Lucinda Le Bas

Lucinda Le Bas

Lucinda Le Bas

Specialisation: Materials Engineering and Finance


Student type: Domestic
Degree: Undergraduate
Year of study: Fifth year of a Bachelor of Engineering and Bachelor of Commerce

What I’ve done whilst completing my degree:
I’ve previously done placements in Technology Consulting with Accenture and Process Engineering with Fortescue Metals Group where I worked in mining in the Pilbara in Western Australia. Next year, I am completing an internship with Defence Science and Technology in their Aircraft Forensics team. To me, these placements highlight the diverse opportunities than can stem from a degree in engineering.

"To be honest, I didn’t really know what being an engineer meant in school, I just enjoyed when my physics teacher, who previously worked in mining engineering, would tell stories about blowing up mines in Kalgoorlie."

So why engineering? What attracted you to it as a career?
I find learning about a process from start to finish satisfying as it makes a lot of sense to me. In school, I enjoyed physics and loved to watch Grand Designs to see what type of innovative materials they would use in design – so engineering was a natural fit for me.

Who was your biggest influencer, the person that supported your decision to study engineering?
Definitely my year 12 physics teacher – it was solely because of her that I decided to study Engineering! To be honest, I didn’t really know what being an engineer meant in school, I just enjoyed when my physics teacher, who previously worked in mining engineering, would tell stories about blowing up mines in Kalgoorlie.

Why did you choose engineering at Monash, what was the tipping point, the thing that made you decide it was for you?
The general first year in engineering was something that really drew me to Monash. As I didn’t really know what was involved in engineering I didn’t feel ready to pinpoint which stream I wanted to do. It was great as it allowed me to try a range of things.

Another factor that influenced my decision was the opportunity to do a double degree at Monash. I am also completing a commerce degree, majoring in finance. I think that knowledge from commerce and engineering work really well together. From engineering, you get a technical understanding specifically related to your future role at work, and from commerce, you get a more broader understanding of how businesses operate. Past vacation work experience has highlighted to me the importance of this dual understanding.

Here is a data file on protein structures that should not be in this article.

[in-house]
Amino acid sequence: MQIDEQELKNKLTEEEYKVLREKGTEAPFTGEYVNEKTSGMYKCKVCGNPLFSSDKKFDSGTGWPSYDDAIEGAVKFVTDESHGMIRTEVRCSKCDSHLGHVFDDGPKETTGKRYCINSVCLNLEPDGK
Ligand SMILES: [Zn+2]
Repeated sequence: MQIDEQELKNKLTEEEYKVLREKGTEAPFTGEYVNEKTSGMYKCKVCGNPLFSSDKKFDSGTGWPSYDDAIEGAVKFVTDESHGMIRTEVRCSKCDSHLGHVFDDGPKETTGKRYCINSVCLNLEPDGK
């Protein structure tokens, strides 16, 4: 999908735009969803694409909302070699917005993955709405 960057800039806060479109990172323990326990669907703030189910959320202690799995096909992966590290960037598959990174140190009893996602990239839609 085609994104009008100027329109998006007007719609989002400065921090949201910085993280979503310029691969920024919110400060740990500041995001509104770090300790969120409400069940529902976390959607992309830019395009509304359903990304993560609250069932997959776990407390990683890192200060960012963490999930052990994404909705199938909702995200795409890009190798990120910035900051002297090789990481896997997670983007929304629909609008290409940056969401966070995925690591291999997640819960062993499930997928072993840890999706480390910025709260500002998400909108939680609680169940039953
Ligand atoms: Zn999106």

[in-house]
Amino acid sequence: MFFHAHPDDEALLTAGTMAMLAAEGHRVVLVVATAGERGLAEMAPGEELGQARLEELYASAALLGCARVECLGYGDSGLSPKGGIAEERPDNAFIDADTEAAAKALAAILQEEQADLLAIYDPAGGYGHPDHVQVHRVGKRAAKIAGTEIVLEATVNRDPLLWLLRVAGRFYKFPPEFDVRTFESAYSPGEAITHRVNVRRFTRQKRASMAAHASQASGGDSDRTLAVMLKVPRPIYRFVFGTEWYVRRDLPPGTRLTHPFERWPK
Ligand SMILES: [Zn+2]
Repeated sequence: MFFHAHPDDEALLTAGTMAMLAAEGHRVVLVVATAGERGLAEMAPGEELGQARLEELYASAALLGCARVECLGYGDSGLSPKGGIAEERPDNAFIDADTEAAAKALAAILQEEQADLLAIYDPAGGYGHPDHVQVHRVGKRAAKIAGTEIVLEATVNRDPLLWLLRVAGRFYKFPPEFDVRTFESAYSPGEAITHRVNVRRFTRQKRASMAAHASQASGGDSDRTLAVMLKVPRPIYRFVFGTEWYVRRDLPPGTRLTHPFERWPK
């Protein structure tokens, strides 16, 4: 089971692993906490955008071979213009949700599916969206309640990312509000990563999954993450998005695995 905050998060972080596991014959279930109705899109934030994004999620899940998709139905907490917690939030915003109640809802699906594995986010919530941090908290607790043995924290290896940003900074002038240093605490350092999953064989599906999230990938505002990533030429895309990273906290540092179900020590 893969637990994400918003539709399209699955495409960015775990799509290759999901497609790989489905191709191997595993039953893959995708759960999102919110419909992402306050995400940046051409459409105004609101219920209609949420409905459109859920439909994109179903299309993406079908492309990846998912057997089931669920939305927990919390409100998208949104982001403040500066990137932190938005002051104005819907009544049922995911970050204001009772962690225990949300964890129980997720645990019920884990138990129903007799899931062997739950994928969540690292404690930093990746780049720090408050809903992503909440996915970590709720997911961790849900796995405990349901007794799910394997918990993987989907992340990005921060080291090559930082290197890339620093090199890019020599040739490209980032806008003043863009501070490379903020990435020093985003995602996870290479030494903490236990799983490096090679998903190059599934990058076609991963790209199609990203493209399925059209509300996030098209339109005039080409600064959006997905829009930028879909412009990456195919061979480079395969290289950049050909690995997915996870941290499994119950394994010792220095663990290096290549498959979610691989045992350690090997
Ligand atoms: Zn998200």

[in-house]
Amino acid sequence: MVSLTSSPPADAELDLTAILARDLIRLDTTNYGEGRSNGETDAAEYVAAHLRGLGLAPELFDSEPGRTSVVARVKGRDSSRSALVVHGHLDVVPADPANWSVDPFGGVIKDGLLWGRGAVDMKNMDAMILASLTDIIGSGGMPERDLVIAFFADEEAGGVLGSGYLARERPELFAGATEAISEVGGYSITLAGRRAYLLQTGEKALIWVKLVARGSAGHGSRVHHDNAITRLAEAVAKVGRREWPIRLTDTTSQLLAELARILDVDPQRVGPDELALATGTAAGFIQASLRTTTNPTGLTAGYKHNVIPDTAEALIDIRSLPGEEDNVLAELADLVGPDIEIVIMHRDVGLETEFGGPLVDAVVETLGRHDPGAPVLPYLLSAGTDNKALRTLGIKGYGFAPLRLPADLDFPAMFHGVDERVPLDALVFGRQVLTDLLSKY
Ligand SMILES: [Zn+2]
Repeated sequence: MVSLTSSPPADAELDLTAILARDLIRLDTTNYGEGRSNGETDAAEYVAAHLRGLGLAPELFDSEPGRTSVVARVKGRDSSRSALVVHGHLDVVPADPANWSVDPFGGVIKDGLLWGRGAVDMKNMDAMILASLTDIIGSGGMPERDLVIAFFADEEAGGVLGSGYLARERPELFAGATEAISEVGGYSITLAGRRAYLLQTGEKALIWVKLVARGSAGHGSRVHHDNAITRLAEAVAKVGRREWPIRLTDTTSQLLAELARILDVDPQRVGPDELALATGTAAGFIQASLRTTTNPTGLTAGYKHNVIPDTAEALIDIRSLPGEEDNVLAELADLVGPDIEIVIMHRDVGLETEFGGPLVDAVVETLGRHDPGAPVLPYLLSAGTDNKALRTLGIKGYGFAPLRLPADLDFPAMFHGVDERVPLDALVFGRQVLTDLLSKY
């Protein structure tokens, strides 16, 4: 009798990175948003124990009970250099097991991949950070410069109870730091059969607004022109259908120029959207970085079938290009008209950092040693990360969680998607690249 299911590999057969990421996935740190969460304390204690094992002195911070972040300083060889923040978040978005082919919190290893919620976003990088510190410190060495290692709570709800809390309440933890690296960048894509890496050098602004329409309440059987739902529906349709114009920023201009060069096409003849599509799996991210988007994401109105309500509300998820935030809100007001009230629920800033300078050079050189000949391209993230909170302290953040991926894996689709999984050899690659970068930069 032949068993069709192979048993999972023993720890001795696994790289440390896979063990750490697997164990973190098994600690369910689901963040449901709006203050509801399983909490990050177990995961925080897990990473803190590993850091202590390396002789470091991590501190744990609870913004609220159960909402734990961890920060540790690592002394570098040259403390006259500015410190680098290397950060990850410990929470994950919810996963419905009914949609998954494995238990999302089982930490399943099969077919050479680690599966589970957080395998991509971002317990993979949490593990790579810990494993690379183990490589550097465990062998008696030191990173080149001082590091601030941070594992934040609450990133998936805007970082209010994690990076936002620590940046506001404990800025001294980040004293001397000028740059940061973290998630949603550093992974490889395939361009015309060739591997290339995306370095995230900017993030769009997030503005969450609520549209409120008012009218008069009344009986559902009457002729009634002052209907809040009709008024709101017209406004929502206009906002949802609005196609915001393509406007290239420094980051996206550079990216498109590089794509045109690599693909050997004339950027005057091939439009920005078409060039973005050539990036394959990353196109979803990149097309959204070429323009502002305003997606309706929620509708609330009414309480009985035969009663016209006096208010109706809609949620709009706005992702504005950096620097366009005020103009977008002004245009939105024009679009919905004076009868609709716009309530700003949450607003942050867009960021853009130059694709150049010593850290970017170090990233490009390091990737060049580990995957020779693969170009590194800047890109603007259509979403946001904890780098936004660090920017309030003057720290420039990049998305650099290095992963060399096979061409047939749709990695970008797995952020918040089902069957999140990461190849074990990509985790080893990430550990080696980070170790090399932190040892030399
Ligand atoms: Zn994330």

Now that I’m in my fifth year at Monash, I value my decision because of all the other opportunities that have been made available to me in my degree, aside from coursework. Last year, I studied abroad at the National University of Singapore which is a leading university for materials engineering in Asia – an incredible opportunity. This year, I was lucky enough to be one of the recipients of the ExxonMobil Award for Excellence – just one of the many scholarships available to penultimate students through the engineering faculty. Another thing I value is the support from Monash – through programs offered such as Work Ready. It was actually through the mock interviews for this program that I got my first summer placement with Accenture in technology consulting.

What’s the best thing about engineering?
The way it teaches you to problem solve.

How do you think we can make girls at school consider engineering as a career, alongside traditional areas like medicine or law?
That’s a difficult one – I think in school we come into contact with doctors and lawyers which means we have a much better understanding of what their jobs entail, whereas we’re much less likely to need the services of an engineer. Programs such as Robogals and the Engineers Without Borders School Outreach Program are definitely a step in the right direction to give students exposure to engineering. I think that perhaps promoting the diverse range of pathways a degree in engineering can take you is important too – engineering provides you with a set of problem-solving skills that can be applied to a range of situations.

What is one piece of advice you’d give to a girl thinking about engineering as a career? Or a girl who enjoys STEM subjects?
Perseverance is key.

What inspires you to keep on questioning?
The constant new and innovative developments in engineering – I want to be a part of it!

If you could solve one problem that we face in our day to day lives, what would it be?
Why isn’t there an appropriate (in regard to properties and cost for production etc.) transparent material that can be used for toasters yet?